Federal investigators exploring whether Donald Trump’s campaign colluded with Russian spies have seized on Trump and his associates’ financial ties to Russia as one of the most fertile avenues for moving their probe forward, according to people familiar with the investigation.

The web of financial ties could offer a more concrete path toward potential prosecution than the broader and murkier questions of collusion in the 2016 campaign, these sources said…

The increased financial focus hasn’t gone unnoticed by Trump, who warned Mueller, via an interview with The New York Times, that his financial dealings were a red line that investigators shouldn’t cross. But the order establishing the special counsel makes clear Mueller is authorized to investigate any matters that “arose or may arise directly from the investigation.

…The possible financial ties between Trump and Russia were part of the concerns for US intelligence and law enforcement officials from the beginning, according to one current law enforcement official and one former US intelligence official.

Over the decades, the Trump real estate business and its financial dealings have come under scrutiny by the FBI and the Justice Department multiple times.

In some cases, the FBI was pursuing others who did business with the Trump organization, including alleged mobsters who controlled key contractors used by many real estate developers in New York during the 1980s. The flow of Russian money in real estate — and concerns that some buyers were making the purchases to illegally launder money — had also drawn some attention by US authorities to the Trump business.

The international real estate business is a part of the global economy where foreigners can still use cash with fewer questions asked about the sources of money. Terrorism financing concerns long ago put more stringent rules on banking and other businesses. But the rules are looser in the business of buying and selling high-end real estate, US officials say.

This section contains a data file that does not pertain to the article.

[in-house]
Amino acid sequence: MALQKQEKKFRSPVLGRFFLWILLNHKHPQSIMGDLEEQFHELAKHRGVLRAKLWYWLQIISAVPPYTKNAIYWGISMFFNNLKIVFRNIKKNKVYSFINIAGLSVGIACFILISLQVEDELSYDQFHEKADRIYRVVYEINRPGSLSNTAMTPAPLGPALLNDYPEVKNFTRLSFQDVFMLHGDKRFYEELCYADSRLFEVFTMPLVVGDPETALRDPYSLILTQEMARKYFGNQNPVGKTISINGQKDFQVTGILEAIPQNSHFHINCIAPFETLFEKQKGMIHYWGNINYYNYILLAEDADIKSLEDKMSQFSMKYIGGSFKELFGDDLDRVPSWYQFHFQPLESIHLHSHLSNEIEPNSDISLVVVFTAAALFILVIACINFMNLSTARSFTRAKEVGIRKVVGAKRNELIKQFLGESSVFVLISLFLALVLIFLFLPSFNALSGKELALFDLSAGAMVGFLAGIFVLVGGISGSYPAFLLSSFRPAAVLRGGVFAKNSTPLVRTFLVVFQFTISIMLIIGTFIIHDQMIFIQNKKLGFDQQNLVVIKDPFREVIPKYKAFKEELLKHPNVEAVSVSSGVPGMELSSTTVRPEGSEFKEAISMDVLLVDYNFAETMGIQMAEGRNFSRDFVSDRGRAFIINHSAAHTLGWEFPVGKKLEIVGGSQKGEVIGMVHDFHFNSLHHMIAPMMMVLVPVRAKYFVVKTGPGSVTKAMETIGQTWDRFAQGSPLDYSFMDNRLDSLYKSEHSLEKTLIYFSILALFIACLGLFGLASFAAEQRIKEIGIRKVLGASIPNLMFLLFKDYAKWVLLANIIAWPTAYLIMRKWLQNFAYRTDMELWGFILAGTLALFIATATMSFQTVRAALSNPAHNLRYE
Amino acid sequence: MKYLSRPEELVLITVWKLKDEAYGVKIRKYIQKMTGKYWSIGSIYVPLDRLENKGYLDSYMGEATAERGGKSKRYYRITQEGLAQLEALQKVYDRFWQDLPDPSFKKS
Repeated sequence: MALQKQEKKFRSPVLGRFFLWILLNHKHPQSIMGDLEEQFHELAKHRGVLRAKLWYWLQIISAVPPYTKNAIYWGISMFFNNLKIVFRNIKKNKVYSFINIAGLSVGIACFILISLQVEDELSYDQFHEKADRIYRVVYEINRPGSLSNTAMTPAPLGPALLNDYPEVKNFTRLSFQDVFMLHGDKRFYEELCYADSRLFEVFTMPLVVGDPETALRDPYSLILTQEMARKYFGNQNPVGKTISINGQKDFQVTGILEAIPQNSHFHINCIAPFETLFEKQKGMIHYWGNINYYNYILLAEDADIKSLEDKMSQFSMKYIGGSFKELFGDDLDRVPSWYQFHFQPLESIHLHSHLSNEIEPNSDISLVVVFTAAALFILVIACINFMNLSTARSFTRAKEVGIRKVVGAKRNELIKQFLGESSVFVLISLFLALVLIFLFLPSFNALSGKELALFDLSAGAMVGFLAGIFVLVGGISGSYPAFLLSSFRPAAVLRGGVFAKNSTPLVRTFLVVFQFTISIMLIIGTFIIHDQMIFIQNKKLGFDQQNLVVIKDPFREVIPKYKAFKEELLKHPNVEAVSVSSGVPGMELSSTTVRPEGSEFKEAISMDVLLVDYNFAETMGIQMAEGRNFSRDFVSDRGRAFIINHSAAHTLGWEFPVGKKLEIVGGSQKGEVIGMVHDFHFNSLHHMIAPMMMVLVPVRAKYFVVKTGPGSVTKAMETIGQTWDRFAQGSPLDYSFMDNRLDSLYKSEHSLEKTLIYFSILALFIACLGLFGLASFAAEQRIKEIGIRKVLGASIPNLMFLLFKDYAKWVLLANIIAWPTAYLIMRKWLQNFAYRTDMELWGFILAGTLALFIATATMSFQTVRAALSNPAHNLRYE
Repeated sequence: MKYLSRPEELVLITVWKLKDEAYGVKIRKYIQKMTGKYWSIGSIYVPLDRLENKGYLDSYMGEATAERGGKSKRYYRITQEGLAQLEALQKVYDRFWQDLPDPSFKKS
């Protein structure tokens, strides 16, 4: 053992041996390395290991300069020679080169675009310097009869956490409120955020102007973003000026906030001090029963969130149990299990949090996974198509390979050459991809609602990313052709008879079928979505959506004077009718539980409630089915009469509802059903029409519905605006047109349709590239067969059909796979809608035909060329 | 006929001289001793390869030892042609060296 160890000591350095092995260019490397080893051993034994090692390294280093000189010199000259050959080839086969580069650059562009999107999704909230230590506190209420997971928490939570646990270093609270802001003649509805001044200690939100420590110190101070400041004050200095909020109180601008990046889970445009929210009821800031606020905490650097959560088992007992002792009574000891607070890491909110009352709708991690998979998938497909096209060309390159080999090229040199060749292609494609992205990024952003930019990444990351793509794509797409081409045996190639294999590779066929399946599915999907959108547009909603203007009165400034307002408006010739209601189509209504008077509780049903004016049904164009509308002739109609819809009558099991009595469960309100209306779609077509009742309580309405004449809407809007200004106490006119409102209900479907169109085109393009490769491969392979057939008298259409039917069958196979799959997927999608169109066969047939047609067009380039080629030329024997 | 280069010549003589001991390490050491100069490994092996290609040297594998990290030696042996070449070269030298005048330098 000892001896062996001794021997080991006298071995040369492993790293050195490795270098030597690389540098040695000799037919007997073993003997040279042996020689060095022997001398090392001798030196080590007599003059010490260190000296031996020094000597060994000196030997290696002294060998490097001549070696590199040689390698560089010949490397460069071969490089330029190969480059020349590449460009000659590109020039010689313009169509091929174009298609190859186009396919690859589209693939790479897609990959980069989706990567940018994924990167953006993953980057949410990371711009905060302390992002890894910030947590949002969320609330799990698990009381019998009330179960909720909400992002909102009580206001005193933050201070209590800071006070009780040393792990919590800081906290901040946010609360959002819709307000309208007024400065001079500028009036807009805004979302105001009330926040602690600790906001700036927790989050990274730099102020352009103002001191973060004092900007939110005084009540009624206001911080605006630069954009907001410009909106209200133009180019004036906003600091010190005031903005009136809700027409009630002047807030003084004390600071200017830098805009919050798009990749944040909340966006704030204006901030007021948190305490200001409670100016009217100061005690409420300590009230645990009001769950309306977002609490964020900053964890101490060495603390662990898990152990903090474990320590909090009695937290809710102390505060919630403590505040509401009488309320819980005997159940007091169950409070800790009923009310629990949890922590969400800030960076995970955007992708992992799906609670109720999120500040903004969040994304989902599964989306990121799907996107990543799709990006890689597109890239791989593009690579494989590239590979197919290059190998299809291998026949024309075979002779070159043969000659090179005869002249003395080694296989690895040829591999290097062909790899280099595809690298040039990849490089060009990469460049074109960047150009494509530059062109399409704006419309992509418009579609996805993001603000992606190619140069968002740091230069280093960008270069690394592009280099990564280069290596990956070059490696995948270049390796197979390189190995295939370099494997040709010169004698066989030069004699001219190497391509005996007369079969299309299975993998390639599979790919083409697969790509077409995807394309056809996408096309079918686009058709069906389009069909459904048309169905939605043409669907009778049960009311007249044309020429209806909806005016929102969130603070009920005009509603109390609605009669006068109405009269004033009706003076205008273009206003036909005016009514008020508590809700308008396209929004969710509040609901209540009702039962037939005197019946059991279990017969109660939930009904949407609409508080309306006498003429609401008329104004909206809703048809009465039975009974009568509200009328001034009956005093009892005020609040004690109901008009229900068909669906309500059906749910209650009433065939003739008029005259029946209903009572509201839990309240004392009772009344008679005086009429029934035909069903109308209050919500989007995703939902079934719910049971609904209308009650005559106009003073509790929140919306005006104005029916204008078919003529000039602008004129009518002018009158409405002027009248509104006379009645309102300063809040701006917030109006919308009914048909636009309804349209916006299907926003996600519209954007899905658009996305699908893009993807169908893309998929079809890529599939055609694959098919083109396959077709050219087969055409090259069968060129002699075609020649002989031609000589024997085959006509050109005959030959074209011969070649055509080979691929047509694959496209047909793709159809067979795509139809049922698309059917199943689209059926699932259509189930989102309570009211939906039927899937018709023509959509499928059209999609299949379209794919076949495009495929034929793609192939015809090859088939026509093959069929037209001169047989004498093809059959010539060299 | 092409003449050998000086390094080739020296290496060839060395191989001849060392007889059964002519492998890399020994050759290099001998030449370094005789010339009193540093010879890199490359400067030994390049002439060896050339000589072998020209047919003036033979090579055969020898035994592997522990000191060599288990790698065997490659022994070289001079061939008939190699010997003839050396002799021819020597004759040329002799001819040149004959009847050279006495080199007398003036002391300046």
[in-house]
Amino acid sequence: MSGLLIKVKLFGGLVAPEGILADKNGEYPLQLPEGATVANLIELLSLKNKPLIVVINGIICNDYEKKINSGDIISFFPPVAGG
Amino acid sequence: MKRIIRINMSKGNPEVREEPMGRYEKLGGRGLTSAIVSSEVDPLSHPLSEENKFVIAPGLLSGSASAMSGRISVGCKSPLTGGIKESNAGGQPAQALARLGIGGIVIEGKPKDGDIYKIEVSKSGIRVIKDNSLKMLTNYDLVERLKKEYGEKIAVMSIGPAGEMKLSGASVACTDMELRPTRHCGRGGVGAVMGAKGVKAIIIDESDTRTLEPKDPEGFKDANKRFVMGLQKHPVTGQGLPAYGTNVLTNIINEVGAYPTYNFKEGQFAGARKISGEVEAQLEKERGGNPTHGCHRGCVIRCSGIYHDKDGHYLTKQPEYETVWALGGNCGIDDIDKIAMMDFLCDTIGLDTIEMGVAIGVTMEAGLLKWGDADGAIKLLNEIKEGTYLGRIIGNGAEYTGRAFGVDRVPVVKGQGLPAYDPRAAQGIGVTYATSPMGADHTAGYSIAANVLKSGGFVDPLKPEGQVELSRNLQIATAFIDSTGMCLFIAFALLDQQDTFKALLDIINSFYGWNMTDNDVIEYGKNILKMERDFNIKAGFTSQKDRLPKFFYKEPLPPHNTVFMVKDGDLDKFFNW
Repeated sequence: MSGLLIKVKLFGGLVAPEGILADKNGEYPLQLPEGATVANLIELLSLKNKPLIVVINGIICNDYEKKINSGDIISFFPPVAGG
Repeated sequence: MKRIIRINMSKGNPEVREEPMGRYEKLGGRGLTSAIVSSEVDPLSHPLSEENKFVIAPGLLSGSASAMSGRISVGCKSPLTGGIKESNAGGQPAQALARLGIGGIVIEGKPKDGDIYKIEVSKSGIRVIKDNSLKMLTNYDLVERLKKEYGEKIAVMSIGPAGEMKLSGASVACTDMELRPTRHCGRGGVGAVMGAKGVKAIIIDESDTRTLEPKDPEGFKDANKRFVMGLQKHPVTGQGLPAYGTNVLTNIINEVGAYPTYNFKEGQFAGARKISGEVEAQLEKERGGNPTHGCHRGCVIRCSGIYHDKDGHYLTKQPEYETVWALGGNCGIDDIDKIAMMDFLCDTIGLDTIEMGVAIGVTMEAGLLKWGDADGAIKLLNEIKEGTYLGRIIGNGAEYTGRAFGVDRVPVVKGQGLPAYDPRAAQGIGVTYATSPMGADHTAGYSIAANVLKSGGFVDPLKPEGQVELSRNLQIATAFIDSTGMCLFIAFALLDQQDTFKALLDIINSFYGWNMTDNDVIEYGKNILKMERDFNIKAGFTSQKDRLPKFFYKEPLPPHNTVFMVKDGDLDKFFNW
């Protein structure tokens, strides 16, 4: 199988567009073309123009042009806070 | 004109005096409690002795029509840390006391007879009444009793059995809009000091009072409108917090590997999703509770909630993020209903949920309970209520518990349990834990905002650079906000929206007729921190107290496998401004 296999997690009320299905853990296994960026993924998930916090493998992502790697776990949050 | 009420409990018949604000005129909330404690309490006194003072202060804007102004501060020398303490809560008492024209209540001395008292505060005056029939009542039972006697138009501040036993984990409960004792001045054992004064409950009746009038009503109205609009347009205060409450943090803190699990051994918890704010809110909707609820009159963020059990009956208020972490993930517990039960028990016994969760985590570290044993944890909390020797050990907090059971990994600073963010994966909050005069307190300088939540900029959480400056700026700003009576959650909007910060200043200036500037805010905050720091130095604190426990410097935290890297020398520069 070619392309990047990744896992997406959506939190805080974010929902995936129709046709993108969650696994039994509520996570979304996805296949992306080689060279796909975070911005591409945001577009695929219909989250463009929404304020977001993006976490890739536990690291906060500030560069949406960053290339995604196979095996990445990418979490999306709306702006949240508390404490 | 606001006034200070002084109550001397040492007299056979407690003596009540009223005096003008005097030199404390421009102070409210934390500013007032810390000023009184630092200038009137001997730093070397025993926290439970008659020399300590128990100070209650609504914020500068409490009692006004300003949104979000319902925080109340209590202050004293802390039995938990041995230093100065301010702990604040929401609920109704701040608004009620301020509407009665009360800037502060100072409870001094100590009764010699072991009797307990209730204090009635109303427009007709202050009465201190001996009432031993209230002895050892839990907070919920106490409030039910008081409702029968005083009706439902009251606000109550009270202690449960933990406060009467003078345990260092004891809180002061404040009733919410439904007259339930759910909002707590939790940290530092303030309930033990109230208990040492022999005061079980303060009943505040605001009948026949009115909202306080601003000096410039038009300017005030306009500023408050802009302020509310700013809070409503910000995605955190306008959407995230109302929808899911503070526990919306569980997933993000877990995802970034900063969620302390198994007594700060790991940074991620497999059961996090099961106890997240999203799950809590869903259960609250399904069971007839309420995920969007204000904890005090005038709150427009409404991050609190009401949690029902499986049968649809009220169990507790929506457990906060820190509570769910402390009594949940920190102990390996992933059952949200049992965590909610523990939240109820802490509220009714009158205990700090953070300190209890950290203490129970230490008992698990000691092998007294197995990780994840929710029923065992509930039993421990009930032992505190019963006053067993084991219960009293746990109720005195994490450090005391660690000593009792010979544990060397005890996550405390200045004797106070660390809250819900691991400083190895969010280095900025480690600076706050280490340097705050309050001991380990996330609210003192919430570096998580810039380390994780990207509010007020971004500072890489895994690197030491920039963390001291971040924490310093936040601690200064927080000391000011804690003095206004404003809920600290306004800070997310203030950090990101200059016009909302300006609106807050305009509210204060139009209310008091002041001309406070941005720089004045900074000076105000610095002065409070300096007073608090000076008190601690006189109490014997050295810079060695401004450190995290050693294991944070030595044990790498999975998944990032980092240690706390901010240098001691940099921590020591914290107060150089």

Investigators are looking both at whether financial laws were broken and whether there are any dealings that could put the President or his associates in a compromising position.

There has been concern that Donald Trump might launch is own version of the Saturday Night Massacre in which Richard Nixon fired special prosecutor Archibald Cox during the Watergate investigation. A bipartisan bill is being written in the Senate which would limit a president’s ability to fire a special counsel. AP reports:

Republican Sen. Thom Tillis of North Carolina and Democratic Sen. Chris Coons of Delaware plan to introduce the legislation Thursday. The bill would allow any special counsel for the Department of Justice to challenge his or her removal in court, with a review by a three-judge panel within 14 days of the challenge.

The bill would be retroactive to May 17, 2017 – the day Mueller was appointed by Deputy Attorney General Rod Rosenstein to investigate Russian meddling in the 2016 election and possible ties to Donald Trump’s campaign.

“It is critical that special counsels have the independence and resources they need to lead investigations,” Tillis said in a statement. “A back-end judicial review process to prevent unmerited removals of special counsels not only helps to ensure their investigatory independence, but also reaffirms our nation’s system of check and balances.”